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U.K. Prepares To Distribute COVID-19 Vaccine


It feels like a light at the end of the tunnel in the U.K. A COVID-19 vaccine has been approved for emergency use there, and many will receive it as early as this week. The U.K. is the first Western country to license a vaccine. But lots of questions, both moral and logistical, remain about the distribution. Sarah Boseley is the health editor for The Guardian. We've reached her in London. Welcome.

SARAH BOSELEY: Very pleased to be with you.

ELLIOTT: So what is the latest on plans for the rollout in the U.K.?

BOSELEY: Well, it's really exciting because the deliveries to hospitals around the U.K. are going to happen tomorrow, Monday. And they are saying that the very first vaccinations will take place on Tuesday. So we're really almost there.

ELLIOTT: Remind us, if you would, which vaccine we're talking about here because there are several in the works at the moment.

BOSELEY: Yes, indeed. This is the Pfizer-BioNTech vaccine, which is made with a novel technology called messenger RNA. So this is very much brand-new. It's the same as the Moderna technology that's coming along behind and that - we have another one in process, as well, from Oxford University and AstraZeneca.

ELLIOTT: Are there any challenges that come with the Pfizer vaccine?

BOSELEY: Yes, this is actually logistically the most difficult of the three that we're looking at because it has to be kept at -70 centigrade. Now, that is deep, deep frozen. And it also comes in boxes of multi-vials. So there's something like five doses to each vial, and each box has 975 doses. Now, because they're kept in this deep-frozen state, they then have to be very, very carefully split up. And that is the bit, actually, that hasn't yet been properly figured out.

ELLIOTT: So just like in the U.S., the tough question is about distribution. Who is getting this first? You say care homes are in line. That's like the nursing homes here in the U.S. How has the U.K. tackled the matter of who comes first?

BOSELEY: Well, we have an expert committee that's decided this. They're known as the Joint Committee on Vaccination and Immunisation. They are very independent, but they're an advisory body to the government. So their advice is being taken everywhere. And the No. 1 priority is care home, nursing home residents - also those staff who work in them, for obvious reasons. And the No. 2 is everybody over the age of 80, plus health care workers. After that, it's the over-75s. And then it goes down in descending age order, except quite high up there are people who have underlying serious health conditions.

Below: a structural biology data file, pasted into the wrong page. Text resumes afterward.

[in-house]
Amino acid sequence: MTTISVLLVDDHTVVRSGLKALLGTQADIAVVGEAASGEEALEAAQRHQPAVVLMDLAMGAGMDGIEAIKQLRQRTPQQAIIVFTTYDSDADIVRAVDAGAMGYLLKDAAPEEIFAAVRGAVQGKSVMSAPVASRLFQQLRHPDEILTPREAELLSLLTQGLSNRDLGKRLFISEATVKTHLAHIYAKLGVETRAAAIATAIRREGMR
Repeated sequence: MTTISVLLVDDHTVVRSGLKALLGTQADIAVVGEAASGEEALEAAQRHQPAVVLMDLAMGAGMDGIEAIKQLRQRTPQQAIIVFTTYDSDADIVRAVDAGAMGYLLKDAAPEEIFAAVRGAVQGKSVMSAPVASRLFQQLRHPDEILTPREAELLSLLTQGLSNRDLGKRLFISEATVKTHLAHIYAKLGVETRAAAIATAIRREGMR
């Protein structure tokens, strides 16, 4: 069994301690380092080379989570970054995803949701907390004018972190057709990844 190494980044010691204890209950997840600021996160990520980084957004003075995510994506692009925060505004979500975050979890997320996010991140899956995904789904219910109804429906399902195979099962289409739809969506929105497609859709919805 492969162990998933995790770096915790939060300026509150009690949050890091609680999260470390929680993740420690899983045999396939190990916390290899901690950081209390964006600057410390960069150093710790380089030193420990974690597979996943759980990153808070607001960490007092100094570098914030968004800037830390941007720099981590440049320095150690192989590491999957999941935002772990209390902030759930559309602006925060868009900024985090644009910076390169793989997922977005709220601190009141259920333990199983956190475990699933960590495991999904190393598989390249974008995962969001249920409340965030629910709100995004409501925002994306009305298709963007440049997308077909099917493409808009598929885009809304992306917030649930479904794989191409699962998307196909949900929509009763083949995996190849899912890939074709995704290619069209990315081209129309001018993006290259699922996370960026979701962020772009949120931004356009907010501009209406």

ELLIOTT: How is it that the U.K. was able to get approval for the vaccine so quickly ahead of countries like the U.S.?

BOSELEY: The main difference, actually, with the United States is that the FDA in the United States actually demands all the raw details. So that's all the data that there are - the raw data, I should say, from those trials. And then they do their own statistical analysis. So they do not depend on the company summaries. They're not taking what the companies say as necessarily accurate. So they will do their own data analysis and hopefully come up with exactly the same results. And also, you have an independent committee that's going to review the technologies because these are new technologies. So I think you're going to get a result fairly soon. But it's just that bit behind us. Now, our regulator is saying terrific, but you really don't need all of that. It's very hard for us to know whether that's so or not. But actually, if you think about it, the regulatory approval probably is going to take maybe a week longer in the States. It may not be much more than that.

ELLIOTT: Sarah Boseley is the health editor for The Guardian. Thank you so much for being with us.

BOSELEY: It's a great pleasure. Thank you. Transcript provided by NPR, Copyright NPR.